Minter is scheduled to start work at Capstone on Dec. 3 — eight months after Hoxworth announced his resignation. In the interim, Colleen Lafont and Sarah McMullen have been serving as co-executive directors. Both Lafont, chief financial officer, and McMullen, deputy director of operations, are longtime members of Capstone’s administrative team.
MONTPELIER — Older residents of the Capital City are exploring creating a “village” to help the elderly age gracefully in place.
The “Village Model” makes it possible for elderly people to remain independent in their homes with the help of community support, a network of volunteers and trusted service providers.
The idea for a village in Montpelier is based on the original model in the Beacon Hill neighborhood of Boston in 2001, started by a committed group of seniors who wanted to remain in their own homes. It has mushroomed into a national organization, Village to Village, that helped spread the word and organize communities in hundreds of cities and towns. Villages already established in Vermont include Mount Mansfield Villages and Lamoille Neighbors.
These villages provide a range of community and social services, such as transportation, health and wellness programs, home repairs, social activities and educational opportunities. Villages also provide access to vetted and discounted service providers and reduce the overall cost of care.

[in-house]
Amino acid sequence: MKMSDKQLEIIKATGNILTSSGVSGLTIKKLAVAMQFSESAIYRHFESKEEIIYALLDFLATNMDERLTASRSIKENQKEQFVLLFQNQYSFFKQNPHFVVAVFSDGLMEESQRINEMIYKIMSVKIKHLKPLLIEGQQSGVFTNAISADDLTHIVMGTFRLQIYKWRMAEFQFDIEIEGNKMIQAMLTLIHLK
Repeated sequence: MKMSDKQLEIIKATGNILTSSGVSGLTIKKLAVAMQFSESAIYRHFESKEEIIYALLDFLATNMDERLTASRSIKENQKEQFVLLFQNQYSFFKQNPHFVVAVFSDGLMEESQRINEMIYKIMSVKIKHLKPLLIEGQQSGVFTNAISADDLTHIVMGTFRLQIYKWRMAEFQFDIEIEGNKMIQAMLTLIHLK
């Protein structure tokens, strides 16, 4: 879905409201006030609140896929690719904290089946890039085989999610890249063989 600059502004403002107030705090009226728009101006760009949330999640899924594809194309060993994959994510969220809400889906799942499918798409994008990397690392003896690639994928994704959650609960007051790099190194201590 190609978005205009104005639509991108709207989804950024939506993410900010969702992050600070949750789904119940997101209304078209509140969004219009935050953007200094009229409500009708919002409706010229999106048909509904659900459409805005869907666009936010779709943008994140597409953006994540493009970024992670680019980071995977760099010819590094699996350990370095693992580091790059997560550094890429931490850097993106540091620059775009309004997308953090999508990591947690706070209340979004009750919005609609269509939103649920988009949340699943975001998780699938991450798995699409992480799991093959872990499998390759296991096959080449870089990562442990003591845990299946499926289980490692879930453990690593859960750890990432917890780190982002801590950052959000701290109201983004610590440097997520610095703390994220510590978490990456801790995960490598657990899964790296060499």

In Montpelier, the idea for a village began with resident Erica Garfin. At age 68, Garfin said she was starting to realize there were some things that she could no longer do easily, and would have to start thinking about adapting to aging in her home.
“I knew about this from the work that I used to do before I retired,” Garfin said. “I was an independent consultant in human and social services, and quite a bit of that work was in the world of aging and disabilities.
“I had heard about the village model several years earlier, and it always seemed like such a great idea,” Garfin added.
Garfin said it led to a series of community discussions about “successful aging” a year ago, and the formation of the Montpelier Village Group.
“For many of us, what brought us to those discussions was thinking about having our own elderly parents,” Garfin said. “It’s one thing to think about a theoretical model. But as I began to get older myself, it was no longer theoretical. If I was smart, these were things that I had to think about for myself.”